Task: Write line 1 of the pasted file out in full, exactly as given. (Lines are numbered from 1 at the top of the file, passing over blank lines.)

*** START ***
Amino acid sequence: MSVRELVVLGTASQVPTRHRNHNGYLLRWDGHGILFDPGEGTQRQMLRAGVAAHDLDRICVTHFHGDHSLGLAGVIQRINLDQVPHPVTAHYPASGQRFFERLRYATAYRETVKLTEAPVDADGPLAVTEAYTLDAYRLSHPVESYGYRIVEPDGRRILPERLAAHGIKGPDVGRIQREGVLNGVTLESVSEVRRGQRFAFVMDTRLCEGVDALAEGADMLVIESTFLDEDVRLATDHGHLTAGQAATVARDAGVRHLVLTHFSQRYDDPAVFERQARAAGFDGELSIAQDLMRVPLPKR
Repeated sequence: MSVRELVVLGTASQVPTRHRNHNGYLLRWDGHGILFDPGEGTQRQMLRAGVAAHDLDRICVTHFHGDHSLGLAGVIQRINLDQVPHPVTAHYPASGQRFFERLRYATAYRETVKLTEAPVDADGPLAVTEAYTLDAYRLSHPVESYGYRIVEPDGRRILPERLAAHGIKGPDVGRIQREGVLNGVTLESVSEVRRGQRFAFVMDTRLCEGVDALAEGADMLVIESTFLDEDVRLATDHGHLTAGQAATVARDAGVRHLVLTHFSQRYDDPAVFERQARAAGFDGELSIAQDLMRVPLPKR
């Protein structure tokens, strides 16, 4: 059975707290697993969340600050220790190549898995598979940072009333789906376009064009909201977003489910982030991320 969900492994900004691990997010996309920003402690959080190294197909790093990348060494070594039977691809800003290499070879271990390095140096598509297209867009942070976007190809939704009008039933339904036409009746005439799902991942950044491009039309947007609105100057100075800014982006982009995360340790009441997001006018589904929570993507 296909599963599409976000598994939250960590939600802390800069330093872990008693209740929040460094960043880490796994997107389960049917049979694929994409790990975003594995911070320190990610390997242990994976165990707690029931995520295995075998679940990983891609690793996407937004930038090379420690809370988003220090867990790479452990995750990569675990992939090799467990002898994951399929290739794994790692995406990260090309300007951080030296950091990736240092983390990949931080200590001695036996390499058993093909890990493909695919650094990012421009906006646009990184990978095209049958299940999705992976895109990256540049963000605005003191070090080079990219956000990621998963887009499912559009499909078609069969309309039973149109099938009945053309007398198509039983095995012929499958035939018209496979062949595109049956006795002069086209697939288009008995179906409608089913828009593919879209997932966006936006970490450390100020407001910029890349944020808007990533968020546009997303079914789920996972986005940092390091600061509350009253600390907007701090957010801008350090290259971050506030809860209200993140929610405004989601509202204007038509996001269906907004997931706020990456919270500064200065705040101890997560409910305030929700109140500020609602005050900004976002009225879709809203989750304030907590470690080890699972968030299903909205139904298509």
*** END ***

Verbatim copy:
Amino acid sequence: MSVRELVVLGTASQVPTRHRNHNGYLLRWDGHGILFDPGEGTQRQMLRAGVAAHDLDRICVTHFHGDHSLGLAGVIQRINLDQVPHPVTAHYPASGQRFFERLRYATAYRETVKLTEAPVDADGPLAVTEAYTLDAYRLSHPVESYGYRIVEPDGRRILPERLAAHGIKGPDVGRIQREGVLNGVTLESVSEVRRGQRFAFVMDTRLCEGVDALAEGADMLVIESTFLDEDVRLATDHGHLTAGQAATVARDAGVRHLVLTHFSQRYDDPAVFERQARAAGFDGELSIAQDLMRVPLPKR